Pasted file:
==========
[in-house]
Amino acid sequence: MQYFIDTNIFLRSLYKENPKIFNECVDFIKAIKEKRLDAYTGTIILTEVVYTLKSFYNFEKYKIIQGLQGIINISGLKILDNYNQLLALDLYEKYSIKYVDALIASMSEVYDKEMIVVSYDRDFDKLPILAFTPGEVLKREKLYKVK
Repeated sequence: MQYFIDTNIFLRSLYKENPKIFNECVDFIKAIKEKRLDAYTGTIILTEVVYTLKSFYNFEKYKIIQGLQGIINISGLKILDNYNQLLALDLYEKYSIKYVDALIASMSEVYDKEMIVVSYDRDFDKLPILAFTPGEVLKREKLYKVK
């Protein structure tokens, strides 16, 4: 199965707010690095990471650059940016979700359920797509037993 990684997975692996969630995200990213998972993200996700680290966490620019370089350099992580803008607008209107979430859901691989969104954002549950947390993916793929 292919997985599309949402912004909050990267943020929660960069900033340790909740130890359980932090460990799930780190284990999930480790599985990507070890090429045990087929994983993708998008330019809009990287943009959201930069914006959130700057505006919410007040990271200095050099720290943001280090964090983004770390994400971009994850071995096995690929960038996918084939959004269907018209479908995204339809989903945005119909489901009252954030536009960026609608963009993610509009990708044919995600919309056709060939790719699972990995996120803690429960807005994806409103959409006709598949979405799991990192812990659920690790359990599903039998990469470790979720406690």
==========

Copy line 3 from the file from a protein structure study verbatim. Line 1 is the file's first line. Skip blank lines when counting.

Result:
Repeated sequence: MQYFIDTNIFLRSLYKENPKIFNECVDFIKAIKEKRLDAYTGTIILTEVVYTLKSFYNFEKYKIIQGLQGIINISGLKILDNYNQLLALDLYEKYSIKYVDALIASMSEVYDKEMIVVSYDRDFDKLPILAFTPGEVLKREKLYKVK